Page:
I would be remiss 

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New York City Land Conveyances 1654-1851: What They Are and How They Work

On microfilm, in olde worlde language, in undecipherable hand writing. Who cares? This is digitized, right? Yes, sometimes, often, and not yet. Being a librarian, I spend a lot of time rummaging through old documents, seemingly dull and indecipherable tracts that often prove to be invaluable sources of the good stuff. Land conveyances are just such a document. The New York Genealogical and Biographical Society recently donated to the New York Public Library's 

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History on the Half-Shell: The Story of New York City and Its Oysters

Blue Points, Saddle Rocks, Rockaways, Lynnhavens, Cape Cods, Buzzard Bays, Cotuits, Shrewsburys—raw on the half shell. Fried oysters, oyster pie, oyster patties, oyster box stew, Oysters Pompadour, Oysters Algonquin, Oysters a la Netherland, a la Newberg, a la Poulette, oysters roasted on toast, broiled in shell, served with cocktail sauce, stewed in milk or cream, fried with bacon, escalloped, fricasseed, and pickled. If you have spent any time transcribing for NYPL's What’s on the Menu? project, you’ve seen a lot of ways to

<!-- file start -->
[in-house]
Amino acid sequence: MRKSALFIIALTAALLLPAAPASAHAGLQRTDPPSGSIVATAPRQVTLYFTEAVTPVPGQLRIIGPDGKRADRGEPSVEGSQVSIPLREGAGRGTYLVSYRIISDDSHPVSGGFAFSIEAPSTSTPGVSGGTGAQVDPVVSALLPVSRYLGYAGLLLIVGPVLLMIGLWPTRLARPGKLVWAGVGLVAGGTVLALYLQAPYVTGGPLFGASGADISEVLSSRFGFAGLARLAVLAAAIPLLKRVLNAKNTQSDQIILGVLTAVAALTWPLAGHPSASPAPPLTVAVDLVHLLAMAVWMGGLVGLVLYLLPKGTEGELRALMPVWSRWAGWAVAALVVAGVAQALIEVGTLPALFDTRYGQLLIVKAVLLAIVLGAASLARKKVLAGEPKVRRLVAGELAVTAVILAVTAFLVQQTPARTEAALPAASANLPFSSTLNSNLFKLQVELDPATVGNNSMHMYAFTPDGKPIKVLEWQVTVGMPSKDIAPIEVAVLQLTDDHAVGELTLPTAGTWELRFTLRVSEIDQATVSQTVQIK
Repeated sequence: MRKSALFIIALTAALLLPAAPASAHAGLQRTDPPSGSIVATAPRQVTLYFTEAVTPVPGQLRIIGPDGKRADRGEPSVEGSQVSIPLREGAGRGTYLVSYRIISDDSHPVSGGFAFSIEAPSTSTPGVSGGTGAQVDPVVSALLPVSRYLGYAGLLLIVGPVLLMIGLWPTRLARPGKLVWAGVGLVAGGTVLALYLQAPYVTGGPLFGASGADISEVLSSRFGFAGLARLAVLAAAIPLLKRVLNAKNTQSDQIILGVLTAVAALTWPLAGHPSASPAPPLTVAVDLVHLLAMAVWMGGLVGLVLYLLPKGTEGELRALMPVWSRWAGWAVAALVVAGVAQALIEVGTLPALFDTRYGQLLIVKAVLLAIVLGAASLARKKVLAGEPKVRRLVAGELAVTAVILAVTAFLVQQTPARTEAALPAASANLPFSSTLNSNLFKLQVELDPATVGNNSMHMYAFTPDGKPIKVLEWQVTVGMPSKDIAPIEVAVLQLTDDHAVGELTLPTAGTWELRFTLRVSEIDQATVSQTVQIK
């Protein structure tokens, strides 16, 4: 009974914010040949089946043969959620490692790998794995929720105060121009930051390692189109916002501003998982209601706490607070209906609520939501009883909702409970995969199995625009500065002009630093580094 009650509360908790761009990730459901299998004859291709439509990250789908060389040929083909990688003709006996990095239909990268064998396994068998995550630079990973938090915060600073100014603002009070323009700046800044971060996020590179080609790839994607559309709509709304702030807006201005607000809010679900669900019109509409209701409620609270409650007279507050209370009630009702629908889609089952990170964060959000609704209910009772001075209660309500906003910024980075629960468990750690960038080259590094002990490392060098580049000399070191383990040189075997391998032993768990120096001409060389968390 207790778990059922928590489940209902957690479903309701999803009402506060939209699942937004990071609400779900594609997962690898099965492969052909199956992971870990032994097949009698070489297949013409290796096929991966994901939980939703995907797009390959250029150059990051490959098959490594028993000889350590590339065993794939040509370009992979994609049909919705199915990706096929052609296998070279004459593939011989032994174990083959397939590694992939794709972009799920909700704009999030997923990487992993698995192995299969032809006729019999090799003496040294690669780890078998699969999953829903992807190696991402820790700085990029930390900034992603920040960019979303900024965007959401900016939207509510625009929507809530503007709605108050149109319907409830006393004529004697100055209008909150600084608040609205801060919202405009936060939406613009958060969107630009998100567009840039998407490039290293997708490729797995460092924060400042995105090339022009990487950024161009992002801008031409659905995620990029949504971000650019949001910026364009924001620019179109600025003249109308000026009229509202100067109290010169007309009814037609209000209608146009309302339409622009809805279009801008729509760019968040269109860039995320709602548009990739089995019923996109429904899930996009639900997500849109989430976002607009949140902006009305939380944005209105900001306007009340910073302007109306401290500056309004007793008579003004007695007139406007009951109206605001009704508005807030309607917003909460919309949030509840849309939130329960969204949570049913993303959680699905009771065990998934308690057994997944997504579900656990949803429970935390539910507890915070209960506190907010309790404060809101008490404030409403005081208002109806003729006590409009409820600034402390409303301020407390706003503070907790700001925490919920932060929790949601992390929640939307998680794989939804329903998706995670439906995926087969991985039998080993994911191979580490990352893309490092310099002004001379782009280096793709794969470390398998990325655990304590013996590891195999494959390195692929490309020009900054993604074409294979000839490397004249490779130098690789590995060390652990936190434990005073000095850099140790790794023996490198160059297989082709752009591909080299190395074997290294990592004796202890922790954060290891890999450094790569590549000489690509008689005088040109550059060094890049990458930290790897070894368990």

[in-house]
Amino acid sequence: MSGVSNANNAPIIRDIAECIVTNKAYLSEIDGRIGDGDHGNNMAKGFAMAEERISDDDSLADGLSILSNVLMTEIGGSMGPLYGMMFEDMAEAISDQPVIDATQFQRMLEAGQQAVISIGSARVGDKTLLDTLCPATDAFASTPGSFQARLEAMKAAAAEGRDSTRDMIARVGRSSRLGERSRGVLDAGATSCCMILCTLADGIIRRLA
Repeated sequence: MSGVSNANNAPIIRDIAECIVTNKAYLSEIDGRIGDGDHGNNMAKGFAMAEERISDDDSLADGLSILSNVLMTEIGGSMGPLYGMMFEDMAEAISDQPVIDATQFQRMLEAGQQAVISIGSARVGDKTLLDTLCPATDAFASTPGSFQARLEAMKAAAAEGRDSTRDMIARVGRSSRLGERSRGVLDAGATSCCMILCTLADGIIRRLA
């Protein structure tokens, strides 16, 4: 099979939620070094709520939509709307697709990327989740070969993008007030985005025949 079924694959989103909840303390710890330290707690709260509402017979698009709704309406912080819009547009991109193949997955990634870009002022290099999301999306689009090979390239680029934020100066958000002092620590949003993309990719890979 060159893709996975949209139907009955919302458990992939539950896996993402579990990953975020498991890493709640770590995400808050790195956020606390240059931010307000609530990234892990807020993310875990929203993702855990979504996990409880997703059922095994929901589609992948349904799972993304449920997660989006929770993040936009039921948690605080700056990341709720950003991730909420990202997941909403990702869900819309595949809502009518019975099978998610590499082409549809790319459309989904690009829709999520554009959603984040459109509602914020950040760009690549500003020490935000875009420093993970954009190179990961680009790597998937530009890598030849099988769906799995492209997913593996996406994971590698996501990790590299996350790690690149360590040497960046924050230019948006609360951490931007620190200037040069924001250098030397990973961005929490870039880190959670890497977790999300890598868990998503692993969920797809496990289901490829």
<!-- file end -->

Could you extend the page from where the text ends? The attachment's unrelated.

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How Words Evolve… a Darwinian look a the English Language

On a rainy, spring evening in May, Patricia T. O’Conner, former editor of the New York Times Book Review and author of Woe is I  and Origins of the Specious gave a talk at the Mid-Manhattan Library, for the 4th year in a row, entitled, “How Words Evolve… a Darwinian look at the English Language."  You might think a talk on grammar would be drab—it was anything but.  She 

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A Helluva Town: The Origins of New York’s Hellish Place Names

"New York, New York, a helluva town. The Bronx is up but the Battery's down." —On the Town

With at least three "Hell" based place names within its boundaries—Hell Gate, Hell's Kitchen, and Hell's Hundred Acres—New York City is indeed a helluva town. But in spite of name and reputation, these places are now far from infernal.

Hell Gate  Hell Gate is the oldest place name of these three.  Dating back to New Amsterdam's Dutch colonial period, Hell Gate ... Read More ›

Postscript to "Kippenberger's Quixote": The Missing Piece

About a week after my most recent post, something extraordinary happened. Regina Fiorito, a representative of the Estate of Martin Kippenberger (represented by the Galerie Gisela Capitain in Cologne) contacted the Library about it. "We would like to be in touch with Kathie Coblentz from the Spencer Collection, we read her blog today about a Kippenberger book. We (The Estate 

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This Just In! New Books March 2011